Here’s the real life Spitfire pilot.I loved the enthusiasm with which Baxter communicates his skill in and love of flying.Given the BBC’s abysmal TV coverage last Sunday of the Diamond Jubilee Pageant on the Thames, I dare to suggest that all potential BBC commentators should be required to read and learn from this book.Baxter unflinchingly demonstrates the truism that excellence in communication is only achieved by a strong underpinning of a knowledgeable and passionate love of one’s subject.Baxter was superb when reporting from the Farnborough Air Show, and when presenting ‘Tomorrow’s World.”In this book I particularly enjoyed his description of flying in a Hawker Harrier (pgs 112-121).

However, what I did NOT like about this book was the introduction effected through an episode of “This Is Your Life”; a long-running TV show which I’ve always thought artificial and patronising.Its use in this book to create a start and a finish came over as a simply crass statement of self-adulation; a quality I’d never before associated with Raymond Baxter.I just hope that it was Tony Dron’s (the collaborative author) sad idea, and not Raymond Baxter’s.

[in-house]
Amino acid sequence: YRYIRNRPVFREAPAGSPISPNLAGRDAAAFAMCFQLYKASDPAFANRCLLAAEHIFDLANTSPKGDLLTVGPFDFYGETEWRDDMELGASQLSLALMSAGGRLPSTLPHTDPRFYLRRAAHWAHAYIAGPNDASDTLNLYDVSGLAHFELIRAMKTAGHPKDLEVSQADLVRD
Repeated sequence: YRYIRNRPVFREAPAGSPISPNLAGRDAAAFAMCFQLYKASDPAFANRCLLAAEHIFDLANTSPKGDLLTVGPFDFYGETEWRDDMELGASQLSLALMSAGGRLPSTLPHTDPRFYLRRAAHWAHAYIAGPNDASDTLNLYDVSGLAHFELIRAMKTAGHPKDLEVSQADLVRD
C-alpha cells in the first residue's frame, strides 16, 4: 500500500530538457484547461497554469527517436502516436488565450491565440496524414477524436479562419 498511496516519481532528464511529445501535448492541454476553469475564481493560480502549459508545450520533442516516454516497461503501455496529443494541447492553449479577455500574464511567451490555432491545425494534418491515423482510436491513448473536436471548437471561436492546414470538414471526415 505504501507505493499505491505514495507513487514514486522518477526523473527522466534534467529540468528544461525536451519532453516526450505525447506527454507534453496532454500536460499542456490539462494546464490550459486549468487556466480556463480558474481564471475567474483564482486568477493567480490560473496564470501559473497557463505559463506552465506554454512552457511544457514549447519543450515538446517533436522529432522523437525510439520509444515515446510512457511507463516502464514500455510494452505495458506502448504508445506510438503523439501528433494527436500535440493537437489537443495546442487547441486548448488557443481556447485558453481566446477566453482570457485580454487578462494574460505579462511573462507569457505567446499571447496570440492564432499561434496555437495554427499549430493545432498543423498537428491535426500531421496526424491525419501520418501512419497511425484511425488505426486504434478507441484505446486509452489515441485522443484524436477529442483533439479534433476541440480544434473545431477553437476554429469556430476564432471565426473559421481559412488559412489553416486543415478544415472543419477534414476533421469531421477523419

Overall, I thought that in content this was a very interesting and quite enjoyable read of a person who in order to successfully commentate on real-life to a TV audience needed to acquire the practical skills to do so.Which he did, and very successfully too.But perhaps there will always be a curious and slightly odd difference between those who spend their lives as followers describing, and those who spend their lives leading by doing.